I started off in business back in 1986, some 24 years ago. During that time I have had the opportunity to do work in a number of countries: the UK, France, Belgium, the Netherlands, Finland, Spain, Portugal, Italy, Greece, Canada and the USA. And I have done so many different types of work in many different industries. Yet, today, when I think of my life in business all I care to remember is the personal: the times, the conversations, the encounters with my fellow human beings.
I remember the staff working in the Dixon motor dealership in Morecambe back in the early 90s. The Dixon Motor Group had gone into receivership so one morning I turned up unannounced and told them something to the effect “as from now you work for the receiver and that means me”. I had never done this before and was feeling nervous, yet, the people were gracious, warm and worked with me to run their dealership. When the time came to go on to my next assignment I felt that I was leaving my family behind. I cannot remember their names, I do remember their faces and their personalities.
I remember the variety of people who I worked with at the London Arena when it went into receivership. I remember the security guards, the sports centre staff, the cleaners, the admin folks and the sales and marketing professionals. As I sit here I think of the time when I persuaded some of them to join me and my friends to go paragliding. It was a fantastic day spent laughing and playing together. I remember the team spirit – when we all pitched in to stage events such as Smash Hits.
Then there was the Fine English Hotels. On a cold, snowy day I made my way over to Kent to take over the day-to-day management of this chain of hotels as they had fallen into receivership. What a bunch of characters I found there – both from the PW team (my colleagues) and from Fine English Hotels. It was whilst the three of us from PW were working very hard that we got a visit from one of the senior partners. I remember him today because instead of waiting for us to serve him, he actually served us. Noticing that the three of us were totally occupied with matters that had to be dealt with there and then – as we had a business to run – he made tea and coffee and served us. He was leadership in action – rather than talk!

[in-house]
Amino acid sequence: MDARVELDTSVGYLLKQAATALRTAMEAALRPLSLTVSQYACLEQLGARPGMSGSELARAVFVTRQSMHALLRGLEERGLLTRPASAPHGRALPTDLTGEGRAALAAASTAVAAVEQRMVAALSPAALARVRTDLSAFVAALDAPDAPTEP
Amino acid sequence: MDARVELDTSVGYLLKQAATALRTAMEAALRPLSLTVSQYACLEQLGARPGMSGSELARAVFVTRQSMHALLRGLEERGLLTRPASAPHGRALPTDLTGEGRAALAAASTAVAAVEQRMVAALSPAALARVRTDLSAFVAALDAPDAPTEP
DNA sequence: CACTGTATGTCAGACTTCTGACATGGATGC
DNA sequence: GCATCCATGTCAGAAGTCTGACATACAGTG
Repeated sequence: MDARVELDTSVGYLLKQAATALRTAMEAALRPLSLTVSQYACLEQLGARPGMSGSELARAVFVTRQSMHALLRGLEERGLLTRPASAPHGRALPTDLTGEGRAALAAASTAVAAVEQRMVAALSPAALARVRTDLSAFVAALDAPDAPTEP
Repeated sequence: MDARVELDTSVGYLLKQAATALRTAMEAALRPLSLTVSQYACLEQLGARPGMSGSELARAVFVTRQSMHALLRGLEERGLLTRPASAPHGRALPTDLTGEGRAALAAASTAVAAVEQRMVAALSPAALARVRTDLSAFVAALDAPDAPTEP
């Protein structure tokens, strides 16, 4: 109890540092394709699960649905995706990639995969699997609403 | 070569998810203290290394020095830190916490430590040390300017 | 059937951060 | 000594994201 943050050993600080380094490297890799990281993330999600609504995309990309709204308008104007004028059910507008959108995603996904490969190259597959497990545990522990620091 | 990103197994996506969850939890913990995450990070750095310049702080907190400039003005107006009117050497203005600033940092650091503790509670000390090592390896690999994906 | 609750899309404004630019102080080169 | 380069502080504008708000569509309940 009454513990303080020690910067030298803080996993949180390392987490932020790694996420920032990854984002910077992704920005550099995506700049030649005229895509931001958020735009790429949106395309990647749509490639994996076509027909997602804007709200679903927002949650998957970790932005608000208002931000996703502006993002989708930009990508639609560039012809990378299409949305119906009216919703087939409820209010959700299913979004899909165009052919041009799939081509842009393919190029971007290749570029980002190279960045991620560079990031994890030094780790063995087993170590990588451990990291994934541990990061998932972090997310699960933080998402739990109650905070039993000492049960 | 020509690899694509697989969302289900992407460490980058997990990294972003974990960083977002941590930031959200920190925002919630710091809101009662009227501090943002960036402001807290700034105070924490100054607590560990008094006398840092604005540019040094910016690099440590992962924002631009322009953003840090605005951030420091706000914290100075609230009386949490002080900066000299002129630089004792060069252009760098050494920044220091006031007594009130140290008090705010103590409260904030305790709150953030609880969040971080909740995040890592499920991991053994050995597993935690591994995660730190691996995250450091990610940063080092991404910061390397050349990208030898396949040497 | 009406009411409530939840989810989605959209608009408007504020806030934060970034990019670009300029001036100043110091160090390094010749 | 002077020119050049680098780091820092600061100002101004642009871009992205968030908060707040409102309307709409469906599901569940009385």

Two events stand out whilst I was at IDV. The first is stopping and saying hello to the folks that had been recruited to fill the posts that I had helped to create. And in the process making a friend and then two friends. This friend is Christoph (a German) and through him I made friends with his girlfriend at the time, Peggy. What led to this friendship was the simple recognition that it cannot be that easy to move from your country to another country. And so I invited Christoph to have a meal with me and my girlfriend. Many years later when I was looking for work as an independent consultant, Christoph, who at that time had an influential role in HR, helped me win an important piece of work for the next two years. He has gone back to Germany and yet I remember him as it was yesterday.